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Mayo’s Lee Keegan retires from inter-county football

After weeks of speculation and much consideration, the 33-year-old is bringing an end to his 12-year inter-county career.

Since making his debut for Mayo, Lee Keegan has won five All-Stars and played in seven All-Ireland finals. Photo: Sportsfile© SPORTSFILE

Colm KeysIndependent.ie

Lee Keegan, considered by most to be Mayo's greatest footballer, has announced his retirement from inter-county football.

After weeks of speculation and much consideration, the 33-year-old is bringing an end to his 12-year inter-county career.

The Westport man, who never played minor for his county but rose to become the most decorated football All Star (with five awards) without an All-Ireland medal, was believed to be close to announcing his departure recently but held off to accommodate further reflection and talks with management.

But he has doubled down now on his conviction to go, having signalled in recent interviews that spending more time with his young family would be a big factor in any decision.

Coming so soon after Oisin Mullin's departure to take up a two-year international rookie contract with Geelong, Keegan's retirement is another blow to Mayo as, unlike most of his colleagues who have left the dressing-room in recent years, he is going out having had another fine season that took him close to a sixth Allstar on the back of strong performances against Galway, Kildare and Kerry in the championship. Only goalkeeper David Clarke, of their recent retirees, was a regular starter.

Keegan has been a hugely popular player in Mayo for some of his heroics in the face of adversity.

He was the driving force behind their comeback against Dublin in the 2021 All-Ireland semi-final against Dublin and for a few minutes after Mayo went five points down to Tyrone in the subsequent All-Ireland final following Cathal McShane's goal, it felt like he was ready to drive a similar charge with some inspiring bursts upfield.

But it petered out and with that went his last real opportunity to win that elusive All-Ireland medal.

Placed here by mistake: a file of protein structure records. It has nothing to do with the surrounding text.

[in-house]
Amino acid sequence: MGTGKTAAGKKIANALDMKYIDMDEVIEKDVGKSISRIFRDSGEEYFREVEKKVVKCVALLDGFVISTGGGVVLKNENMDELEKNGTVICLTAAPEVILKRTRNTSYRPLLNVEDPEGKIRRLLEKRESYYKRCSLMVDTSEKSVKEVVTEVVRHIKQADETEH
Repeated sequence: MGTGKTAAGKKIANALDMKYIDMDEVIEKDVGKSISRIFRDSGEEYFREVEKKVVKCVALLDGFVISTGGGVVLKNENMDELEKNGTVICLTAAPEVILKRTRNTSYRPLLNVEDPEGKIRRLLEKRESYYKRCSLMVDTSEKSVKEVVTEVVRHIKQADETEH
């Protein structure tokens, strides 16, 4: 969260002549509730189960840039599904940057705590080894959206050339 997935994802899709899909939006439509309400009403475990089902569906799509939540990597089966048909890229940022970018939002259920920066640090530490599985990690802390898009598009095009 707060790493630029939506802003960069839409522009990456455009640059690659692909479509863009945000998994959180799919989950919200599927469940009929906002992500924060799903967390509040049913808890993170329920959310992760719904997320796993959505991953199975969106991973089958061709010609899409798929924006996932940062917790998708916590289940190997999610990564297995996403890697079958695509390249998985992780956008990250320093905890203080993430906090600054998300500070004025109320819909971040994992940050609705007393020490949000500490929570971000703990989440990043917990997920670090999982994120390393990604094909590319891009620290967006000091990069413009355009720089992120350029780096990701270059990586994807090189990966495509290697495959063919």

Keegan has featured in all seven All-Ireland finals that Mayo have contested on this current run, 2012, 2013, 2016 draw and replay, 2017, 2020 and 2021 and is recognised as a magnificent competitor with a hard mental edge that paired him up with some of Mayo's most dangerous opponents and a drive and energy that took him deep into enemy territory.

Keegan's scoring statistics, primarily from half-back, are quite remarkable. He has played 140 times for Mayo between league and championship and scored 8-71. But drill down into his 67 championship appearances and his return is 7-48, over a point per game.

For a defender, that's quite something, especially when you consider some of the more difficult man marking assignments he has had at the other end of the field.

In his last championship game, the All-Ireland quarter-final defeat to Kerry in June, he picked up Paudie Clifford for much of it and held him scoreless. Clifford was the second half game breaker for Kerry in the subsequent All-Ireland semi-final and final.

In other years he was tasked with tracking Dermot Connolly and Ciaran Kilkenny in All-Ireland finals.

Kilkenny was his company for the 2017 All-Ireland final and was coming in on the back of another big season at that point but Keegan tamed that influence even if the Dublin's talisman's possession count has been grossly exaggerated on the low side ever since.

Prior to that, Connolly was his detail and they never backed away from each other. But Keegan got the upperhand there overall, even managing to outscore his opponent, on aggregate, in those duels.